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Equity is governed by settled rules and principles. Courts of equity had their origin in the wants of suitors who failed to obtain a remedy through the aid of common-law courts. And, in many instances, equity gave proper relief when the law courts had no means of affording the desired and needed remedy. In the contest between the courts of law and those of equity, at an early period, it was sometimes said that the latter courts were not governed by settled rules, but acted upon an arbitrary discretionary power. But, waiving that question, it is sufficient to state, that for a long period the powers of these courts, and the rules and principles upon which they proceed, are as well settled as those of the commn-law courts.
The object of a court of equity was to afford relief in those cases in which no legal relief was attainable. But it has also been said that it was the business of a court of equity to abate the rigor of the common law; and, while it may be conceded that, in some cases, the interference of a court of equity has had this effect, yet all the rules of the common law which equity has taken upon itself to overrule have long since been well defined, and many of them have ceased, even at common law, to govern the judgments of the courts. Th educational course, which courts of equity seem to have furnished to courts of law, has been long so far completed, that no new doctrines in equity opposed to the rules or doctrines of courts of law have been established. Nor does equity, even now, profess to criticise or review decisions of courts of law; moreover, it does not, and never did, interfere to mitigate the severity, where any exists, of rules of positive law. There are, however, some of the early cases in which equity has very nearly, if it has not absolutely, overridden positive law; and those cases relating to the statute of frauds serve as well as any to show how far the power has been exercised.
There are certain principles, on which courts of equity act, which are very well settled. The cases which occur are various, but they are decided on fixed principles. Courts of equity have, in this respect, no more discretionary power than courts of law. They decide new cases as they arise by the principles on which former cases have been decided, and may thus illustrate or enlarge the operation of those principles ; but the principles are as fixed and certain as the principles on which the courts of common law proceed. Bond v. Hopkins, 1 Sch. & Lefr. 428, 429.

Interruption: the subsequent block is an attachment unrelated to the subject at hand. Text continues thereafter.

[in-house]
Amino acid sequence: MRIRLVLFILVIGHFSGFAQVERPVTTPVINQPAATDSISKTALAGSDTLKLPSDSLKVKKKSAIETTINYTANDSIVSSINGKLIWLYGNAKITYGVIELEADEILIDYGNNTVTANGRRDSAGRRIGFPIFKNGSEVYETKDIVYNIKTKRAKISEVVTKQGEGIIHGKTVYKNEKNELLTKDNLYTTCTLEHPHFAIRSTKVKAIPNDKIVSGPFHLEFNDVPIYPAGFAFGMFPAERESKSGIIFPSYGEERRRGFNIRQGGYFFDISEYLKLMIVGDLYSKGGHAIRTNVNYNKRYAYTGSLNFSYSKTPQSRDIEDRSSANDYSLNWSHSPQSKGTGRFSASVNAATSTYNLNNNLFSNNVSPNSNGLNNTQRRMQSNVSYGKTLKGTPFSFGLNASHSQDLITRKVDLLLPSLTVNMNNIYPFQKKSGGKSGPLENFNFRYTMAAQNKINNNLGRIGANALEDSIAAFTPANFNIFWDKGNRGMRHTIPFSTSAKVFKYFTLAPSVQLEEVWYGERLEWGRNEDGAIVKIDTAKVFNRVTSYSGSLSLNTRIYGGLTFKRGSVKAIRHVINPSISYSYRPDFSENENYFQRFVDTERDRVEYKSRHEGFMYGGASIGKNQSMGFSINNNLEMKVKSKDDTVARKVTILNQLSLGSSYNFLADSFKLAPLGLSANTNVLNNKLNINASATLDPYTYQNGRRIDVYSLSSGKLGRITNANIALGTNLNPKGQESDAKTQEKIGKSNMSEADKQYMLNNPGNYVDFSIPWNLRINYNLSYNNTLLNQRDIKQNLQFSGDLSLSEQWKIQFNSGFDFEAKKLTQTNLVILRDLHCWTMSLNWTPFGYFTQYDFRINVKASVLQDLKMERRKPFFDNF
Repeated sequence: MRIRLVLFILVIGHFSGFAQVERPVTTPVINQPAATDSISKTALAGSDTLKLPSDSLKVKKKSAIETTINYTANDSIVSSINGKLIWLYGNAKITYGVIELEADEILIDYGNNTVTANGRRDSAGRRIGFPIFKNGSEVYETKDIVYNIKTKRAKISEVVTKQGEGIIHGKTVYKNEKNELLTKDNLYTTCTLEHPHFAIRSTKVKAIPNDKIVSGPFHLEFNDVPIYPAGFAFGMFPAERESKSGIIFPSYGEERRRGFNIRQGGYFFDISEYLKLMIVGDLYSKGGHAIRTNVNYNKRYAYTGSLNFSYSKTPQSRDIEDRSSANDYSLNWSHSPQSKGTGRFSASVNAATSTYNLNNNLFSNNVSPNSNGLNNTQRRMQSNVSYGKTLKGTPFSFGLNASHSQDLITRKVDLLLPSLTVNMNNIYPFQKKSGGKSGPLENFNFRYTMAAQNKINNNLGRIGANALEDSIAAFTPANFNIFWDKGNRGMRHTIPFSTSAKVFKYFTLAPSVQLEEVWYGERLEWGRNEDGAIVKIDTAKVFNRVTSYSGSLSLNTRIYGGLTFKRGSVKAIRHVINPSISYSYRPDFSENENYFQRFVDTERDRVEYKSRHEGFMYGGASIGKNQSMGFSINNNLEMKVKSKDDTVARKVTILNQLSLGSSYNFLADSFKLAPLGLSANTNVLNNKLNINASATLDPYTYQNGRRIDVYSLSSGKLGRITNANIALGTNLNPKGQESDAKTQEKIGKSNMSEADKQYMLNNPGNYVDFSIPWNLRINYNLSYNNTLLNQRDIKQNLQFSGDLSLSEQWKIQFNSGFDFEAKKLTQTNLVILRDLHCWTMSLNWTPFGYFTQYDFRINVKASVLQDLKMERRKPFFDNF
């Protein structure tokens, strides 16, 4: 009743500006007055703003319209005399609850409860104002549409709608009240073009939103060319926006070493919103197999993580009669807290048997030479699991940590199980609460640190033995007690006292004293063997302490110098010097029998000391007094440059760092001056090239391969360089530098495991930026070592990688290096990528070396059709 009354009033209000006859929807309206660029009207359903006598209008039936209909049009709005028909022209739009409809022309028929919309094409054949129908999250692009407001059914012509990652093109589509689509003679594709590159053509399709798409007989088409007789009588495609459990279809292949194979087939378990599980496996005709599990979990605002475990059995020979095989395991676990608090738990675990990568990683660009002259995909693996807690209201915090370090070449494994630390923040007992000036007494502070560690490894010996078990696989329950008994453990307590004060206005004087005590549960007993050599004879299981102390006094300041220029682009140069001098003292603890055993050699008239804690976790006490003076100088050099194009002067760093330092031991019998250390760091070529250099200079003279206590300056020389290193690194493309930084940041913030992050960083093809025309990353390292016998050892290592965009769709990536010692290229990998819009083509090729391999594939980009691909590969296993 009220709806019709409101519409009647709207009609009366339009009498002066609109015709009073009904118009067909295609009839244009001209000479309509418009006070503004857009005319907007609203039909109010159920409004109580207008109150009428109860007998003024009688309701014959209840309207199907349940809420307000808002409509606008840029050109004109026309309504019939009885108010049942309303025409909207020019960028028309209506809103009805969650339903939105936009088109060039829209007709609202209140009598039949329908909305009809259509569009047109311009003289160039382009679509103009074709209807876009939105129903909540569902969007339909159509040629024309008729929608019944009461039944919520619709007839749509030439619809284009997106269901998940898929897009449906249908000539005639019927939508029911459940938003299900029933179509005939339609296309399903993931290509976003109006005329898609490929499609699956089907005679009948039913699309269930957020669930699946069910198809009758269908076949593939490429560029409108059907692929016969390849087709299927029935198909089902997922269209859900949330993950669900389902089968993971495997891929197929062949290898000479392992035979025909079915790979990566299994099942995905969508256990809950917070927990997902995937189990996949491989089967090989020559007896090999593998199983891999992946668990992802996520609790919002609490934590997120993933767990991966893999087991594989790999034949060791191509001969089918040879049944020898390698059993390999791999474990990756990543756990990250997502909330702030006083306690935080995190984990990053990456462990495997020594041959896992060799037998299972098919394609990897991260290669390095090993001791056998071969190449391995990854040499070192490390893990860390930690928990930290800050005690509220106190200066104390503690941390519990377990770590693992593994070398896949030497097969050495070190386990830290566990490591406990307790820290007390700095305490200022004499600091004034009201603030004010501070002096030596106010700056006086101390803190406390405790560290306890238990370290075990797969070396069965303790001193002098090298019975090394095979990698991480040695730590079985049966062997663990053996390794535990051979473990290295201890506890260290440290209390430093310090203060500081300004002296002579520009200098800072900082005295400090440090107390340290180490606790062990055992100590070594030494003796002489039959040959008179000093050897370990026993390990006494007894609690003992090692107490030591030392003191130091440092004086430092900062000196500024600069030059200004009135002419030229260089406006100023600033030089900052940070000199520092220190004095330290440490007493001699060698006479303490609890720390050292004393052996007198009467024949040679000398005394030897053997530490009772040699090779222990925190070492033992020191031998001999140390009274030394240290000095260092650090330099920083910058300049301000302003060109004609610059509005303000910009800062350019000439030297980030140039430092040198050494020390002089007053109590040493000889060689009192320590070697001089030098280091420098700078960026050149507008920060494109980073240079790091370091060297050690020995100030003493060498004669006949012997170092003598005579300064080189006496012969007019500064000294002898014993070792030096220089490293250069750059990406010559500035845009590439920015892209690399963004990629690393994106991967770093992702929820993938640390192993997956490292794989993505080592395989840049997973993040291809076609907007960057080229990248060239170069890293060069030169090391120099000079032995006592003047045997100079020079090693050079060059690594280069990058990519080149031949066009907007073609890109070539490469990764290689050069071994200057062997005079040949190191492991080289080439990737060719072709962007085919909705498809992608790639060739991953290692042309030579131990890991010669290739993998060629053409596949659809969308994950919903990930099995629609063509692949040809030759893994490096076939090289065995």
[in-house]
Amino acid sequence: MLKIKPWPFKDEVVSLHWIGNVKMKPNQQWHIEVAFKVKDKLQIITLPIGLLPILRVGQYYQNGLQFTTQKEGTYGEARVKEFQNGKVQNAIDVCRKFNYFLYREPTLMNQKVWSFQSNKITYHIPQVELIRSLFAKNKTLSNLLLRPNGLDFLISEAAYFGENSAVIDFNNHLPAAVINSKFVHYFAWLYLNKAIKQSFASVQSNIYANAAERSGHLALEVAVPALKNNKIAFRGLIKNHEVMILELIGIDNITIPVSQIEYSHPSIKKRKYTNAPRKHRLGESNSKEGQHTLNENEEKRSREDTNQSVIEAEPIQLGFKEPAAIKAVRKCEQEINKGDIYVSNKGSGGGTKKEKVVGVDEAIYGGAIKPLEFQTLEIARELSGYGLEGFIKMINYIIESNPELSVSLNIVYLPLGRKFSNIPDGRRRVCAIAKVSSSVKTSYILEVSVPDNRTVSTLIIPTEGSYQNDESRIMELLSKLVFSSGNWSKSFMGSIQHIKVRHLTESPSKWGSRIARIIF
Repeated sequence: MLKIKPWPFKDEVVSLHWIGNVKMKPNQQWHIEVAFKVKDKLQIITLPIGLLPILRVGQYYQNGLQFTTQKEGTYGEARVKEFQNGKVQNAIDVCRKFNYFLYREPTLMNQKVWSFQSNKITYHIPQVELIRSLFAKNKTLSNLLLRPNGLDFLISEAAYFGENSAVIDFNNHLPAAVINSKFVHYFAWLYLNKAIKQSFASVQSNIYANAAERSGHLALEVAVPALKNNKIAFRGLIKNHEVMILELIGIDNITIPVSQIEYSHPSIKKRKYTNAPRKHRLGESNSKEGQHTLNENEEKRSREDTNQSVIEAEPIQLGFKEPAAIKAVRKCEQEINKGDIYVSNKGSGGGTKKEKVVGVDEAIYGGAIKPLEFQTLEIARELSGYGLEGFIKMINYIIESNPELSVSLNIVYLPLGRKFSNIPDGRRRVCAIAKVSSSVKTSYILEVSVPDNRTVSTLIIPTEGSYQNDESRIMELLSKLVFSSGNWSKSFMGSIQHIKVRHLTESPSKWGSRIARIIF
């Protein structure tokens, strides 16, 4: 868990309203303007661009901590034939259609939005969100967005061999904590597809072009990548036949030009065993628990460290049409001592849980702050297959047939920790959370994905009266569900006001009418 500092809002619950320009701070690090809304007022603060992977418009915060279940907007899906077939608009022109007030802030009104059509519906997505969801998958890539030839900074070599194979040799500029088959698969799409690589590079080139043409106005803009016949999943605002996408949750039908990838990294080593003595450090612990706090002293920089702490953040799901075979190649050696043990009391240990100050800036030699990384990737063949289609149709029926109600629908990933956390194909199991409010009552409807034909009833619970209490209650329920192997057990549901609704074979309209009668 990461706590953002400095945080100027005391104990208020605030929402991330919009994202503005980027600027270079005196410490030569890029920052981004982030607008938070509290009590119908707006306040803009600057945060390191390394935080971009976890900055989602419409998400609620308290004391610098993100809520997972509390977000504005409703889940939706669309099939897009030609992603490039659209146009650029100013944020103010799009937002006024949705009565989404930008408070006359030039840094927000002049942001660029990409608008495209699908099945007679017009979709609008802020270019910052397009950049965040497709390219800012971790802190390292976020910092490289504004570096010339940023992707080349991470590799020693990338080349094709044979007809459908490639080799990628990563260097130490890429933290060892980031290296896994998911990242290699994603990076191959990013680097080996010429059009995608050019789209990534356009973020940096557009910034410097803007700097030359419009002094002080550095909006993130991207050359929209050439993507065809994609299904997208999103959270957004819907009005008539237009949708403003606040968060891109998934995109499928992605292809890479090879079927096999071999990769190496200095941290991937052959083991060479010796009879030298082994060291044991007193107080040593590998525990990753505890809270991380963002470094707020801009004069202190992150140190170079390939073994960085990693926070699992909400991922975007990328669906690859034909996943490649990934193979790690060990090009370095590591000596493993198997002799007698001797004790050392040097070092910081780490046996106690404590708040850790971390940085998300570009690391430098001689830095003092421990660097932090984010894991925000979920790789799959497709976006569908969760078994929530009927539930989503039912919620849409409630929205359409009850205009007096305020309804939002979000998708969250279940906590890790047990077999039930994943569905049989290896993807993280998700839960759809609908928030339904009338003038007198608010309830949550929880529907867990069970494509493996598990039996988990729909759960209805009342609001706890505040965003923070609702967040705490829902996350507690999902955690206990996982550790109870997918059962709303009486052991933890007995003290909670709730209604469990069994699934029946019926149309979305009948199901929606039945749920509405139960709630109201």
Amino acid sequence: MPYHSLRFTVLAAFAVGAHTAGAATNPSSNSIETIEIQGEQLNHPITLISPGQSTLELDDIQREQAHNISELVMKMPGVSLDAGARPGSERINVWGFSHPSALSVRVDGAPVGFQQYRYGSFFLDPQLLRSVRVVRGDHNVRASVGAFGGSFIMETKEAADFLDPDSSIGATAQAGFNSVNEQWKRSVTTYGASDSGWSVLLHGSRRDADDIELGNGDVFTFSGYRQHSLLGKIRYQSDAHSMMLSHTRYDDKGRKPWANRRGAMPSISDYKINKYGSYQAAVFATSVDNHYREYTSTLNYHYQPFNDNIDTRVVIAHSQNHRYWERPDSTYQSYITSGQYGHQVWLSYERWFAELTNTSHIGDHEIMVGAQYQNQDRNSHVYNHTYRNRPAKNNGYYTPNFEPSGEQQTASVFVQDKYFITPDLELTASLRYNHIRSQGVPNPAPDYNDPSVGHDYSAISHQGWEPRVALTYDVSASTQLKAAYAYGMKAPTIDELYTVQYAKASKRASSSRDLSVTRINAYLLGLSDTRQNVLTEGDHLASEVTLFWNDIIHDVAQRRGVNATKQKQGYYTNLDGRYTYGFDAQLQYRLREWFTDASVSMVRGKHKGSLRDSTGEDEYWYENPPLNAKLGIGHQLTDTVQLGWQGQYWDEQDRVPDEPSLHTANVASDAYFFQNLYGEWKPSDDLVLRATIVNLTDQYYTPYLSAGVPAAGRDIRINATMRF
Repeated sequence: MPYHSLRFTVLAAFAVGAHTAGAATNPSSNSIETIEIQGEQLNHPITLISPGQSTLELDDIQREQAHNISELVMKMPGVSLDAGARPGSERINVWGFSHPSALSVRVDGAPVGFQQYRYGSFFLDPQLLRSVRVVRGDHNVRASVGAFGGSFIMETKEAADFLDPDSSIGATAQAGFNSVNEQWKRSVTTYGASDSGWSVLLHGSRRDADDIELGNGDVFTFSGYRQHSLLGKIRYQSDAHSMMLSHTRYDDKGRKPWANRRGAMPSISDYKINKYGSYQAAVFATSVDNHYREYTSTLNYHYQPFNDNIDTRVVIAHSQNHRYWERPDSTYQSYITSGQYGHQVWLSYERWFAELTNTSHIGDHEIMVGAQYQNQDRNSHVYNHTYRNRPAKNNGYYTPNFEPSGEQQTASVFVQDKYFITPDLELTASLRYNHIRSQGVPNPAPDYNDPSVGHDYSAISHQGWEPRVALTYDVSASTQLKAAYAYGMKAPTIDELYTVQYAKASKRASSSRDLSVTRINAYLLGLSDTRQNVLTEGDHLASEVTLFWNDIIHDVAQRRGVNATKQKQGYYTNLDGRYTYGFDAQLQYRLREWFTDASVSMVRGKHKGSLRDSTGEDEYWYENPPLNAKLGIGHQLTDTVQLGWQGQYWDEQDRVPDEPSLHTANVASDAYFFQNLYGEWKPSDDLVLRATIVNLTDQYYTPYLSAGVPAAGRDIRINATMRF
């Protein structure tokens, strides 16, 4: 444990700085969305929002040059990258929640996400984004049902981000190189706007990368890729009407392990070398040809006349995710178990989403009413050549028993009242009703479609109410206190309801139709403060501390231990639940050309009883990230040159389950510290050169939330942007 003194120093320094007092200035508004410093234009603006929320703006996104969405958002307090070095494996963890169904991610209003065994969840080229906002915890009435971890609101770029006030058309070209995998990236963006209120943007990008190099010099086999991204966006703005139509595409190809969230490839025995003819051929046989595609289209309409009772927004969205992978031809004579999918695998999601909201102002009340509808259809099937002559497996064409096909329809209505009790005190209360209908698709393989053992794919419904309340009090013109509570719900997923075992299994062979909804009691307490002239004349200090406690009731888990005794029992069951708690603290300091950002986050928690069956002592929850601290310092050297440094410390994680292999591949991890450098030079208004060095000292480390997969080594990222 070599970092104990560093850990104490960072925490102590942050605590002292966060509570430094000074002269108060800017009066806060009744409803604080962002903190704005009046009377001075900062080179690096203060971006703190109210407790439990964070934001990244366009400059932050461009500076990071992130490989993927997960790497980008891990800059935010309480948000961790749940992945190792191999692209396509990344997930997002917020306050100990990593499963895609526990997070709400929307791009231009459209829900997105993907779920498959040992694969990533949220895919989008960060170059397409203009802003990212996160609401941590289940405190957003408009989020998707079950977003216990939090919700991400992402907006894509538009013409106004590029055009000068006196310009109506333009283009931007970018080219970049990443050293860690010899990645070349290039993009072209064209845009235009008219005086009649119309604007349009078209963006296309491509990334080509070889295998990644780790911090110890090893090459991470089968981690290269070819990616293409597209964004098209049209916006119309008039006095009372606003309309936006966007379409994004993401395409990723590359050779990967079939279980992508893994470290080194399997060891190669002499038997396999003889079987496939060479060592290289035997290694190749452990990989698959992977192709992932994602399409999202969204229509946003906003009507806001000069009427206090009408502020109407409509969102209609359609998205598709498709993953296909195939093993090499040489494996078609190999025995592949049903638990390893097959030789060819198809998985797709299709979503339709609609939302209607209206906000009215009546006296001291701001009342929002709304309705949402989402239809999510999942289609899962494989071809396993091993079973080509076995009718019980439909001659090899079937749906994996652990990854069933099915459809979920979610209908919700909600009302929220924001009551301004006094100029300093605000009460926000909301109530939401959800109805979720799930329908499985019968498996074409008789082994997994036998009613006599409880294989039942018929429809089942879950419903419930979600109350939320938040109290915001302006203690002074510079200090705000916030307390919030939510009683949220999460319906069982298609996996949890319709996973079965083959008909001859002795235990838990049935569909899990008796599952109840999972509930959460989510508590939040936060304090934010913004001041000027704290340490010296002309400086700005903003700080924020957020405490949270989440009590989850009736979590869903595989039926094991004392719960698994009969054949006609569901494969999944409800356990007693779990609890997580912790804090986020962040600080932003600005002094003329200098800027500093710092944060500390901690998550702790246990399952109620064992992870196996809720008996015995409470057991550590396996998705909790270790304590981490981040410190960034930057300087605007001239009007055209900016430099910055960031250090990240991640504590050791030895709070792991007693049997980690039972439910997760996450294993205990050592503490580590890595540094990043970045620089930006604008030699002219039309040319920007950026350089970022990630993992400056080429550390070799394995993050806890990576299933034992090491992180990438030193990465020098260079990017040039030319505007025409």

This application of existing principles to new cases as they arise is not peculiar to courts of equity; for the common-law courts are daily engaged in adding to the principles of the old jurisprudence, and in enlarging, illustrating and applying legal maxims and rules.
Equity devises new remédies. The numerous cases in which equity interfered and granted relief where none was given before has given rise to the opinion that courts of equity devise new remedies. When it is said that equity grants relief, while at law the complaining party was remediless, it might seem like a new remedy; and yet, it will be remembered that such relief was in accordance with well-settled principles of equity. But, even if it were assumed that courts of equity did, at an early day, exercise the power mentioned, it must be remembered that this court is, now as much controlled by general laws as any other court. And while it is proper that all courts should freely exercise their powers for the advancement of justice, it is the part of wisdom and of safety for all courts to keep clearly within the limits of their jurisdiction; and, if additional powers are required, to leave that matter with the legislature.
Mode of relief differs more than principles of laro. The law speaks but one language, for all courts, in reference to the legal rights of the parties involved in a litigation. But, in matters of mere practice, there is a wide difference between courts of equity and those of aw, and, in many instances, it is the sole difference to be considered by the party seeking to have his rights determined by a court.
The matter of the last two notes was mainly taken from the first volume of Wait's Practice.
* CHAPTER V.
THE EQUITABLE JURISDICTION OF THE COURT OF
In the course of tracing the history of the Court of Chancery as a court with equitable jurisdiction, it has been inevitable that we should occasionally refer to some of the principles of equity which govern its decisions. The subject is, however, worthy of some further notice. But since equitable jurisprudence, as now established, is of so vast and yet refined a character that it would be wholly impossible, within the limits of this work, even to trace to its source each leading principle, much less follow the course of decisions in all the various ramifications into which those principles spread, we must be content, abandoning the historical method, with an endeavour to exhibit a general outline of the present jurisdiction of the court, and the nature of the relief granted, and we shall afterwards give a short account of the mode in which, by suit and other proceeding, that jurisdiction is exercised.